Hindsight bias is a psychological phenomenon in which someone claims to have predicted the outcome of an event and the perfect course of action only after the event has taken place. For example, people often recall their predictions for outcomes of an event much more strongly if their prediction comes true.
Hindsight bias can effectively alter one's grasp of the past. The change is not dramatic, but results in people being more sure of themselves once they have been proven to be correct. This logical fallacy may result in overconfidence, making people think that they have a special skill for predicting events or understanding situations.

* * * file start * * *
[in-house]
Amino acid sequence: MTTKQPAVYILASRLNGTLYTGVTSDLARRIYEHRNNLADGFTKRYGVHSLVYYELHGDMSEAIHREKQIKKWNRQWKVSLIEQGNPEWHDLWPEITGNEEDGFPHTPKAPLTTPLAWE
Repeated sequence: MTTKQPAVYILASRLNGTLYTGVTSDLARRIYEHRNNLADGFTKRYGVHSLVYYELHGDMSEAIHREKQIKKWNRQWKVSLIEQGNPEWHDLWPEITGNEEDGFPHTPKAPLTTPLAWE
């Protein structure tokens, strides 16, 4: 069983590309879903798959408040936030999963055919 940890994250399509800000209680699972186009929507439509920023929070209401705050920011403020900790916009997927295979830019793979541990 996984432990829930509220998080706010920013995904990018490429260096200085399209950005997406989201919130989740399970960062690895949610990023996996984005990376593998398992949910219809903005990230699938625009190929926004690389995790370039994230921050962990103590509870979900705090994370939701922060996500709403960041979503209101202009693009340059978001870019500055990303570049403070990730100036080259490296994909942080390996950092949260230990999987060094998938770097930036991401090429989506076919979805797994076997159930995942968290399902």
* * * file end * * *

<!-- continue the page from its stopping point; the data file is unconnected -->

In some cases, hindsight bias can actually affect future performance. If an individual feels confident in one prediction, such as getting a good grade on a test, that confidence may change future study habits. Perhaps the student does not put as much time into studies because he or she assumes the next exam is going to be easy. This phenomenon is called a self-fulfilling prophecy and is closely related to the hindsight bias.
One way to overcome hindsight bias is by keeping a journal. If someone writes down their uncertain feelings before the outcome of an event, he or she can refer back to the journal after the event's conclusion. This reinforces the uncertainty felt while writing, reminding the individual not to give in to the hindsight bias.